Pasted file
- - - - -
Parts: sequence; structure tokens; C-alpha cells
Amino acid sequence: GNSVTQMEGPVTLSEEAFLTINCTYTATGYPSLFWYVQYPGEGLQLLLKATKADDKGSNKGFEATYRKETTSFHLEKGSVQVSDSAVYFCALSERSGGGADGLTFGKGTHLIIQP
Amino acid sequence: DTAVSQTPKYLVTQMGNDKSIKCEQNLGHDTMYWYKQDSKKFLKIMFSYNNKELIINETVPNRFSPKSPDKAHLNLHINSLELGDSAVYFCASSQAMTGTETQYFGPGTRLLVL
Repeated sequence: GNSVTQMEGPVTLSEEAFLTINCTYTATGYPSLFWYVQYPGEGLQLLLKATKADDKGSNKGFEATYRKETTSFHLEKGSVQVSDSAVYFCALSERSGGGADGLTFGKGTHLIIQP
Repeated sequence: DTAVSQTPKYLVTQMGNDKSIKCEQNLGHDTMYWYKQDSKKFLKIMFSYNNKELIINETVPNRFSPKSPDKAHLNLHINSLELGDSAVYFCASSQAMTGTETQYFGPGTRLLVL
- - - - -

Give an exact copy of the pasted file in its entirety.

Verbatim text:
Parts: sequence; structure tokens; C-alpha cells
Amino acid sequence: GNSVTQMEGPVTLSEEAFLTINCTYTATGYPSLFWYVQYPGEGLQLLLKATKADDKGSNKGFEATYRKETTSFHLEKGSVQVSDSAVYFCALSERSGGGADGLTFGKGTHLIIQP
Amino acid sequence: DTAVSQTPKYLVTQMGNDKSIKCEQNLGHDTMYWYKQDSKKFLKIMFSYNNKELIINETVPNRFSPKSPDKAHLNLHINSLELGDSAVYFCASSQAMTGTETQYFGPGTRLLVL
Repeated sequence: GNSVTQMEGPVTLSEEAFLTINCTYTATGYPSLFWYVQYPGEGLQLLLKATKADDKGSNKGFEATYRKETTSFHLEKGSVQVSDSAVYFCALSERSGGGADGLTFGKGTHLIIQP
Repeated sequence: DTAVSQTPKYLVTQMGNDKSIKCEQNLGHDTMYWYKQDSKKFLKIMFSYNNKELIINETVPNRFSPKSPDKAHLNLHINSLELGDSAVYFCASSQAMTGTETQYFGPGTRLLVL